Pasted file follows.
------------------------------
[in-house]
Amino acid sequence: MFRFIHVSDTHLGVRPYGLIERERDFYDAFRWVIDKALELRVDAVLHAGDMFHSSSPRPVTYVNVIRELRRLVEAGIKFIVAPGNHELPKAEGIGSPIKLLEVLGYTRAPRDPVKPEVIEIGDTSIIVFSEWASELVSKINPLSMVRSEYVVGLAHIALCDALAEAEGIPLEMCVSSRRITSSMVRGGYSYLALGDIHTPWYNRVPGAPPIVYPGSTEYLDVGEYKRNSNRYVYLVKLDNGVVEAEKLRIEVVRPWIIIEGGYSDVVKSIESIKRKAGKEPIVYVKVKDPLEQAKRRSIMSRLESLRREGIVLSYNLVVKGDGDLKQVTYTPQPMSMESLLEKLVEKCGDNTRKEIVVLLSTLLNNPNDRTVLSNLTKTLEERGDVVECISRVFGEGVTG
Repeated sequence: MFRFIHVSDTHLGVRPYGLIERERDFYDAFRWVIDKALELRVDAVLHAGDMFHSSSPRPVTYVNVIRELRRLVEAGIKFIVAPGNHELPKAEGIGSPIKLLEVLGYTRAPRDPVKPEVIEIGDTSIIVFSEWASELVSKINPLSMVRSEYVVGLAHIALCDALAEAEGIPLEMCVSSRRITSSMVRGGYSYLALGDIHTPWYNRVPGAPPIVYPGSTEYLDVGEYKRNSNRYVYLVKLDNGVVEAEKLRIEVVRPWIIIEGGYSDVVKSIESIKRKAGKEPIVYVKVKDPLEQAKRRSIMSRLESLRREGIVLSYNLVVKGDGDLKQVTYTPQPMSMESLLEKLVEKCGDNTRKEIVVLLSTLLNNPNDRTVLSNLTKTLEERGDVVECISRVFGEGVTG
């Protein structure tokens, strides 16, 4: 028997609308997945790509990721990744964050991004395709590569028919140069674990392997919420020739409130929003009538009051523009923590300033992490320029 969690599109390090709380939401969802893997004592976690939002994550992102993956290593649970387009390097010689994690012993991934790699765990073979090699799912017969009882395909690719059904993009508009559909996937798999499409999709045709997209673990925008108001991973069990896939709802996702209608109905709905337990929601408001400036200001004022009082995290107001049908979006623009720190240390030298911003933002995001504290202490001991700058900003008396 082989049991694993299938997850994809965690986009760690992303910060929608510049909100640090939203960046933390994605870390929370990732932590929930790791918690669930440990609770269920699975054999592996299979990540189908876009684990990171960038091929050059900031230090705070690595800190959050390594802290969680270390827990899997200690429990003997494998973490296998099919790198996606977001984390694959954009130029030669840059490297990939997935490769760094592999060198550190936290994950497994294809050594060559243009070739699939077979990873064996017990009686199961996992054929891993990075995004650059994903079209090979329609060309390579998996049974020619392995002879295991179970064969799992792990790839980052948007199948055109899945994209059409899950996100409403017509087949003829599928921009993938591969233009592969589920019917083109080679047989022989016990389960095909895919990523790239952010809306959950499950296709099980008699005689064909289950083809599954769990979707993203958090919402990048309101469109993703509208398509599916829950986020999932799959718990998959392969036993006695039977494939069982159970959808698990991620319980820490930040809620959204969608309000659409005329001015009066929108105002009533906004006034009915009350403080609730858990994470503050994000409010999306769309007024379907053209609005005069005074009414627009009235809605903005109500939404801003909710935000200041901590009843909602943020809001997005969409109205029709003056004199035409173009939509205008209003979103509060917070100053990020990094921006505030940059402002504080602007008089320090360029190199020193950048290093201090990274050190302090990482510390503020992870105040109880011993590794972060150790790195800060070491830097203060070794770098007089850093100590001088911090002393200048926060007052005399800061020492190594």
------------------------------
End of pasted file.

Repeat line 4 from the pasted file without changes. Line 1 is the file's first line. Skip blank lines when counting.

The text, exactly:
């Protein structure tokens, strides 16, 4: 028997609308997945790509990721990744964050991004395709590569028919140069674990392997919420020739409130929003009538009051523009923590300033992490320029 969690599109390090709380939401969802893997004592976690939002994550992102993956290593649970387009390097010689994690012993991934790699765990073979090699799912017969009882395909690719059904993009508009559909996937798999499409999709045709997209673990925008108001991973069990896939709802996702209608109905709905337990929601408001400036200001004022009082995290107001049908979006623009720190240390030298911003933002995001504290202490001991700058900003008396 082989049991694993299938997850994809965690986009760690992303910060929608510049909100640090939203960046933390994605870390929370990732932590929930790791918690669930440990609770269920699975054999592996299979990540189908876009684990990171960038091929050059900031230090705070690595800190959050390594802290969680270390827990899997200690429990003997494998973490296998099919790198996606977001984390694959954009130029030669840059490297990939997935490769760094592999060198550190936290994950497994294809050594060559243009070739699939077979990873064996017990009686199961996992054929891993990075995004650059994903079209090979329609060309390579998996049974020619392995002879295991179970064969799992792990790839980052948007199948055109899945994209059409899950996100409403017509087949003829599928921009993938591969233009592969589920019917083109080679047989022989016990389960095909895919990523790239952010809306959950499950296709099980008699005689064909289950083809599954769990979707993203958090919402990048309101469109993703509208398509599916829950986020999932799959718990998959392969036993006695039977494939069982159970959808698990991620319980820490930040809620959204969608309000659409005329001015009066929108105002009533906004006034009915009350403080609730858990994470503050994000409010999306769309007024379907053209609005005069005074009414627009009235809605903005109500939404801003909710935000200041901590009843909602943020809001997005969409109205029709003056004199035409173009939509205008209003979103509060917070100053990020990094921006505030940059402002504080602007008089320090360029190199020193950048290093201090990274050190302090990482510390503020992870105040109880011993590794972060150790790195800060070491830097203060070794770098007089850093100590001088911090002393200048926060007052005399800061020492190594």